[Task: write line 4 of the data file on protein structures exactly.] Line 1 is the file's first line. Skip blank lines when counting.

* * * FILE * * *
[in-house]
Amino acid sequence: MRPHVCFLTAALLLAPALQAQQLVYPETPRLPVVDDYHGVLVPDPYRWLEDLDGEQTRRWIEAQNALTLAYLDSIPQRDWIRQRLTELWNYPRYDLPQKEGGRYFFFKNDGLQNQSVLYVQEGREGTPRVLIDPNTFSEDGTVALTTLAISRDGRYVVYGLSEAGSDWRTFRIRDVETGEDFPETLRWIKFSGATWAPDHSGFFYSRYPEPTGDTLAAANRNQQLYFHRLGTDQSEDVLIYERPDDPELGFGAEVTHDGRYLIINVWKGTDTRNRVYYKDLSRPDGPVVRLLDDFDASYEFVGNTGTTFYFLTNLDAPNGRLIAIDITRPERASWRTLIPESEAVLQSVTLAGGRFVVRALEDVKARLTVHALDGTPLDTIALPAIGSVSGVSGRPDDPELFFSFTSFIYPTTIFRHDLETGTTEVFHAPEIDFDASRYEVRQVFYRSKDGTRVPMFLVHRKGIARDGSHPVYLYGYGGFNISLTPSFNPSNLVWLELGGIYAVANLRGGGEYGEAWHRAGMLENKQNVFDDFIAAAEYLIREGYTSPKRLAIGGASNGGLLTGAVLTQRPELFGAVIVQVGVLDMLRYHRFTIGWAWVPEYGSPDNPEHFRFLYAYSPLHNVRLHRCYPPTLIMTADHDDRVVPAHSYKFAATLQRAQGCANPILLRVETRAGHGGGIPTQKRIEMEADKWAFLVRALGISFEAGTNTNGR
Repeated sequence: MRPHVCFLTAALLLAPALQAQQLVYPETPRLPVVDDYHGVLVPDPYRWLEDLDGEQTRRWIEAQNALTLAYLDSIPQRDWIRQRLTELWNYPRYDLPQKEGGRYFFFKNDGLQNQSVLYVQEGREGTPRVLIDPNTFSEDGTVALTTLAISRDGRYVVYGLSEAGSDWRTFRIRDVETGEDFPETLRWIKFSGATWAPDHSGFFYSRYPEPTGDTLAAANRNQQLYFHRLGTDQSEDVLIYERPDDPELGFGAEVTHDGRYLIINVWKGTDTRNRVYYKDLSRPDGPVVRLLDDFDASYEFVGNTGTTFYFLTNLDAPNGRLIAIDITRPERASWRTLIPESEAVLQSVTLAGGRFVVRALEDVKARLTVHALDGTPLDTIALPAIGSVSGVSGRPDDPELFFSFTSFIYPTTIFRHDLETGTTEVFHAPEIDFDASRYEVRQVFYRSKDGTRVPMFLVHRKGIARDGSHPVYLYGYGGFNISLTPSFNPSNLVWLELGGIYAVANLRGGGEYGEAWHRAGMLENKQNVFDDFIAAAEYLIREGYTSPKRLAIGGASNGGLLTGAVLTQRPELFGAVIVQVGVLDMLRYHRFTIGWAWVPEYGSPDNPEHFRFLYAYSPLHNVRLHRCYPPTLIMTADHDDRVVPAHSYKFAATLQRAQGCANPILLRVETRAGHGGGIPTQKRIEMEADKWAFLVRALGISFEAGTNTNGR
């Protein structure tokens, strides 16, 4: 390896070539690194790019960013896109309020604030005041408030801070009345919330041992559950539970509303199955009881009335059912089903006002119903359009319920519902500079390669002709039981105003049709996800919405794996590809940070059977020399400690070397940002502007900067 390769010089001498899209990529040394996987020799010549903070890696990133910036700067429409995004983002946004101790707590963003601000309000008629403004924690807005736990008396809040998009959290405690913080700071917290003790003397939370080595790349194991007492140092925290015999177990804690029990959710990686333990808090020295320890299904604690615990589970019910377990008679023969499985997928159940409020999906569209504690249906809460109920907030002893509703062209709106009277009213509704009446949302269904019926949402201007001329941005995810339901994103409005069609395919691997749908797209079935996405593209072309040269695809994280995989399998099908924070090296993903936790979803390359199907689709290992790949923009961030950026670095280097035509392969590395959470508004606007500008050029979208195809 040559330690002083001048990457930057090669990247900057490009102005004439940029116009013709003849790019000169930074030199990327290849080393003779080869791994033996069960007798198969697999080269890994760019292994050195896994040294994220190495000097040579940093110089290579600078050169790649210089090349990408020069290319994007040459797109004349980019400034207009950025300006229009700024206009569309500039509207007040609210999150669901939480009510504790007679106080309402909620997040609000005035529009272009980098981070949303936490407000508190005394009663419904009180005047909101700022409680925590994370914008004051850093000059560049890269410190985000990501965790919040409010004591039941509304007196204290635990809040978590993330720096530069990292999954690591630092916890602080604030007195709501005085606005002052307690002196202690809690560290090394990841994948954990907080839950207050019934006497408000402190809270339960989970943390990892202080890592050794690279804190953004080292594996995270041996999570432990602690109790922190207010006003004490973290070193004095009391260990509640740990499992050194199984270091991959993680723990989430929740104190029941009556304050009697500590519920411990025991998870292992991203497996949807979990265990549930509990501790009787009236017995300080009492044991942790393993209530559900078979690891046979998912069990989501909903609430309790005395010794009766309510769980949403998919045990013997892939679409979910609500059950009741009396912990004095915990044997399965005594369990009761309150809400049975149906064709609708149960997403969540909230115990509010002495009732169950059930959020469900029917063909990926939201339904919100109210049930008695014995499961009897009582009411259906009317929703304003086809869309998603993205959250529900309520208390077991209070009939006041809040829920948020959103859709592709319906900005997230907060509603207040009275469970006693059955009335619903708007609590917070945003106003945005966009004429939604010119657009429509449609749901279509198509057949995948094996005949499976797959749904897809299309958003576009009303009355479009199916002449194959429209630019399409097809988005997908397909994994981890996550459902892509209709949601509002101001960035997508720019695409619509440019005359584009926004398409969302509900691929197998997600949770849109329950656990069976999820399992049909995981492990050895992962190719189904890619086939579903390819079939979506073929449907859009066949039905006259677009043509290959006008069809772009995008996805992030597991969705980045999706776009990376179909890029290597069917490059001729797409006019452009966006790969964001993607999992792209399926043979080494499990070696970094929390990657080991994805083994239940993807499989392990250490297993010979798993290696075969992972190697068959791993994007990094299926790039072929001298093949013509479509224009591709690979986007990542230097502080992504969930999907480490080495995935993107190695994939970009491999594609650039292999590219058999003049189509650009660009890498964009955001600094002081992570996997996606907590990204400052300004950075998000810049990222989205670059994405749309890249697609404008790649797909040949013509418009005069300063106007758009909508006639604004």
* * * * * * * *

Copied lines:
């Protein structure tokens, strides 16, 4: 390896070539690194790019960013896109309020604030005041408030801070009345919330041992559950539970509303199955009881009335059912089903006002119903359009319920519902500079390669002709039981105003049709996800919405794996590809940070059977020399400690070397940002502007900067 390769010089001498899209990529040394996987020799010549903070890696990133910036700067429409995004983002946004101790707590963003601000309000008629403004924690807005736990008396809040998009959290405690913080700071917290003790003397939370080595790349194991007492140092925290015999177990804690029990959710990686333990808090020295320890299904604690615990589970019910377990008679023969499985997928159940409020999906569209504690249906809460109920907030002893509703062209709106009277009213509704009446949302269904019926949402201007001329941005995810339901994103409005069609395919691997749908797209079935996405593209072309040269695809994280995989399998099908924070090296993903936790979803390359199907689709290992790949923009961030950026670095280097035509392969590395959470508004606007500008050029979208195809 040559330690002083001048990457930057090669990247900057490009102005004439940029116009013709003849790019000169930074030199990327290849080393003779080869791994033996069960007798198969697999080269890994760019292994050195896994040294994220190495000097040579940093110089290579600078050169790649210089090349990408020069290319994007040459797109004349980019400034207009950025300006229009700024206009569309500039509207007040609210999150669901939480009510504790007679106080309402909620997040609000005035529009272009980098981070949303936490407000508190005394009663419904009180005047909101700022409680925590994370914008004051850093000059560049890269410190985000990501965790919040409010004591039941509304007196204290635990809040978590993330720096530069990292999954690591630092916890602080604030007195709501005085606005002052307690002196202690809690560290090394990841994948954990907080839950207050019934006497408000402190809270339960989970943390990892202080890592050794690279804190953004080292594996995270041996999570432990602690109790922190207010006003004490973290070193004095009391260990509640740990499992050194199984270091991959993680723990989430929740104190029941009556304050009697500590519920411990025991998870292992991203497996949807979990265990549930509990501790009787009236017995300080009492044991942790393993209530559900078979690891046979998912069990989501909903609430309790005395010794009766309510769980949403998919045990013997892939679409979910609500059950009741009396912990004095915990044997399965005594369990009761309150809400049975149906064709609708149960997403969540909230115990509010002495009732169950059930959020469900029917063909990926939201339904919100109210049930008695014995499961009897009582009411259906009317929703304003086809869309998603993205959250529900309520208390077991209070009939006041809040829920948020959103859709592709319906900005997230907060509603207040009275469970006693059955009335619903708007609590917070945003106003945005966009004429939604010119657009429509449609749901279509198509057949995948094996005949499976797959749904897809299309958003576009009303009355479009199916002449194959429209630019399409097809988005997908397909994994981890996550459902892509209709949601509002101001960035997508720019695409619509440019005359584009926004398409969302509900691929197998997600949770849109329950656990069976999820399992049909995981492990050895992962190719189904890619086939579903390819079939979506073929449907859009066949039905006259677009043509290959006008069809772009995008996805992030597991969705980045999706776009990376179909890029290597069917490059001729797409006019452009966006790969964001993607999992792209399926043979080494499990070696970094929390990657080991994805083994239940993807499989392990250490297993010979798993290696075969992972190697068959791993994007990094299926790039072929001298093949013509479509224009591709690979986007990542230097502080992504969930999907480490080495995935993107190695994939970009491999594609650039292999590219058999003049189509650009660009890498964009955001600094002081992570996997996606907590990204400052300004950075998000810049990222989205670059994405749309890249697609404008790649797909040949013509418009005069300063106007758009909508006639604004």